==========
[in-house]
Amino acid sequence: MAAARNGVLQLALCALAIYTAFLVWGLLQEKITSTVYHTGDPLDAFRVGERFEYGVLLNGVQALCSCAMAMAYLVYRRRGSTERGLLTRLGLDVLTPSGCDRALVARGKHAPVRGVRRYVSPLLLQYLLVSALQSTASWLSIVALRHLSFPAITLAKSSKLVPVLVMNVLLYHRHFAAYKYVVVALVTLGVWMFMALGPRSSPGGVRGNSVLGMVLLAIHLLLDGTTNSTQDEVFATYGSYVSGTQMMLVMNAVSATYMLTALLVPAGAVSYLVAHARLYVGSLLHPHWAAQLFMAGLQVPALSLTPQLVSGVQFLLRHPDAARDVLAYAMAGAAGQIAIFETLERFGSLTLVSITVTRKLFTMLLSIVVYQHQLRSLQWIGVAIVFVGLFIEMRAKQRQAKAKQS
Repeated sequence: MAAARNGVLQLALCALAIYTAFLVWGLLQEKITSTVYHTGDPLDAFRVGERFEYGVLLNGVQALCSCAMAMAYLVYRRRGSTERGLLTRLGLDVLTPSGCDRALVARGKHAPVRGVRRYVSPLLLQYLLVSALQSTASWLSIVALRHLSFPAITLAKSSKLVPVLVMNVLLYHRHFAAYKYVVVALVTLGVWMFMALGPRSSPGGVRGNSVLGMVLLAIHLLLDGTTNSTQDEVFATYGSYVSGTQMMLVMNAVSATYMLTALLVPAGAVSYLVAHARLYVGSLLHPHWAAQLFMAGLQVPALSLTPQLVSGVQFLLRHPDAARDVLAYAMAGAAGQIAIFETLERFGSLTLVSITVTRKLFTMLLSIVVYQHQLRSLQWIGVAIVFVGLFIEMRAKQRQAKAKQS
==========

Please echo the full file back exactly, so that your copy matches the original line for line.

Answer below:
[in-house]
Amino acid sequence: MAAARNGVLQLALCALAIYTAFLVWGLLQEKITSTVYHTGDPLDAFRVGERFEYGVLLNGVQALCSCAMAMAYLVYRRRGSTERGLLTRLGLDVLTPSGCDRALVARGKHAPVRGVRRYVSPLLLQYLLVSALQSTASWLSIVALRHLSFPAITLAKSSKLVPVLVMNVLLYHRHFAAYKYVVVALVTLGVWMFMALGPRSSPGGVRGNSVLGMVLLAIHLLLDGTTNSTQDEVFATYGSYVSGTQMMLVMNAVSATYMLTALLVPAGAVSYLVAHARLYVGSLLHPHWAAQLFMAGLQVPALSLTPQLVSGVQFLLRHPDAARDVLAYAMAGAAGQIAIFETLERFGSLTLVSITVTRKLFTMLLSIVVYQHQLRSLQWIGVAIVFVGLFIEMRAKQRQAKAKQS
Repeated sequence: MAAARNGVLQLALCALAIYTAFLVWGLLQEKITSTVYHTGDPLDAFRVGERFEYGVLLNGVQALCSCAMAMAYLVYRRRGSTERGLLTRLGLDVLTPSGCDRALVARGKHAPVRGVRRYVSPLLLQYLLVSALQSTASWLSIVALRHLSFPAITLAKSSKLVPVLVMNVLLYHRHFAAYKYVVVALVTLGVWMFMALGPRSSPGGVRGNSVLGMVLLAIHLLLDGTTNSTQDEVFATYGSYVSGTQMMLVMNAVSATYMLTALLVPAGAVSYLVAHARLYVGSLLHPHWAAQLFMAGLQVPALSLTPQLVSGVQFLLRHPDAARDVLAYAMAGAAGQIAIFETLERFGSLTLVSITVTRKLFTMLLSIVVYQHQLRSLQWIGVAIVFVGLFIEMRAKQRQAKAKQS